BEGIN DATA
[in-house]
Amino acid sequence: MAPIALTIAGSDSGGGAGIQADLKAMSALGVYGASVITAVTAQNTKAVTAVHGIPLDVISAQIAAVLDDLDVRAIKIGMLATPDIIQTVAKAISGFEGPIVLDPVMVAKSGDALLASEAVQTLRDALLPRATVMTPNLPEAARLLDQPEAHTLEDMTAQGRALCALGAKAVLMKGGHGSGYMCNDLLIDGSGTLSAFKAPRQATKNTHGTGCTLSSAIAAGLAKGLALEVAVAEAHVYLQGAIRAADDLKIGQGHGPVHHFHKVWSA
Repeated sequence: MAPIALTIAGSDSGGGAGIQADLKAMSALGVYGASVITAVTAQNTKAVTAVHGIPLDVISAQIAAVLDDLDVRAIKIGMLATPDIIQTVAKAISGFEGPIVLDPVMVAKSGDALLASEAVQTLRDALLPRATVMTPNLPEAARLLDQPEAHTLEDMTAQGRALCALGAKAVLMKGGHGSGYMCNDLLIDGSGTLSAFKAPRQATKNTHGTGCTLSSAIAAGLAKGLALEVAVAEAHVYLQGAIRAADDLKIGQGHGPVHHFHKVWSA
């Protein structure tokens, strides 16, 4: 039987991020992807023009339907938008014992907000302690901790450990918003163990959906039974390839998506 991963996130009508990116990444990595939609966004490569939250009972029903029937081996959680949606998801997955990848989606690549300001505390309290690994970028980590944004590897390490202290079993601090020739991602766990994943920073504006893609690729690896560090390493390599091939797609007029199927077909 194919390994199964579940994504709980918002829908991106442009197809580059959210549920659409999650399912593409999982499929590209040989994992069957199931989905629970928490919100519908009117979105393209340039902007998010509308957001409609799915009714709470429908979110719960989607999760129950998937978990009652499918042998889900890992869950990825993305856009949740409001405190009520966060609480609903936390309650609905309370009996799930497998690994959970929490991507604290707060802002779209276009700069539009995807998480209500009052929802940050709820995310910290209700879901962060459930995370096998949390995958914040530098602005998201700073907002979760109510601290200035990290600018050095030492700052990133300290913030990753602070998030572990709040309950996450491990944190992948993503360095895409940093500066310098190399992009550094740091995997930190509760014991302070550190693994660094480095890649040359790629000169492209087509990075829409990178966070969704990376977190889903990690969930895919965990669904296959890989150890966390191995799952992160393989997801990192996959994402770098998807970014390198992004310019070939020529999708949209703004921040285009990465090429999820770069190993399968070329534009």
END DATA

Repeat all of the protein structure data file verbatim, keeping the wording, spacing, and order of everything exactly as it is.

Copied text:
[in-house]
Amino acid sequence: MAPIALTIAGSDSGGGAGIQADLKAMSALGVYGASVITAVTAQNTKAVTAVHGIPLDVISAQIAAVLDDLDVRAIKIGMLATPDIIQTVAKAISGFEGPIVLDPVMVAKSGDALLASEAVQTLRDALLPRATVMTPNLPEAARLLDQPEAHTLEDMTAQGRALCALGAKAVLMKGGHGSGYMCNDLLIDGSGTLSAFKAPRQATKNTHGTGCTLSSAIAAGLAKGLALEVAVAEAHVYLQGAIRAADDLKIGQGHGPVHHFHKVWSA
Repeated sequence: MAPIALTIAGSDSGGGAGIQADLKAMSALGVYGASVITAVTAQNTKAVTAVHGIPLDVISAQIAAVLDDLDVRAIKIGMLATPDIIQTVAKAISGFEGPIVLDPVMVAKSGDALLASEAVQTLRDALLPRATVMTPNLPEAARLLDQPEAHTLEDMTAQGRALCALGAKAVLMKGGHGSGYMCNDLLIDGSGTLSAFKAPRQATKNTHGTGCTLSSAIAAGLAKGLALEVAVAEAHVYLQGAIRAADDLKIGQGHGPVHHFHKVWSA
């Protein structure tokens, strides 16, 4: 039987991020992807023009339907938008014992907000302690901790450990918003163990959906039974390839998506 991963996130009508990116990444990595939609966004490569939250009972029903029937081996959680949606998801997955990848989606690549300001505390309290690994970028980590944004590897390490202290079993601090020739991602766990994943920073504006893609690729690896560090390493390599091939797609007029199927077909 194919390994199964579940994504709980918002829908991106442009197809580059959210549920659409999650399912593409999982499929590209040989994992069957199931989905629970928490919100519908009117979105393209340039902007998010509308957001409609799915009714709470429908979110719960989607999760129950998937978990009652499918042998889900890992869950990825993305856009949740409001405190009520966060609480609903936390309650609905309370009996799930497998690994959970929490991507604290707060802002779209276009700069539009995807998480209500009052929802940050709820995310910290209700879901962060459930995370096998949390995958914040530098602005998201700073907002979760109510601290200035990290600018050095030492700052990133300290913030990753602070998030572990709040309950996450491990944190992948993503360095895409940093500066310098190399992009550094740091995997930190509760014991302070550190693994660094480095890649040359790629000169492209087509990075829409990178966070969704990376977190889903990690969930895919965990669904296959890989150890966390191995799952992160393989997801990192996959994402770098998807970014390198992004310019070939020529999708949209703004921040285009990465090429999820770069190993399968070329534009």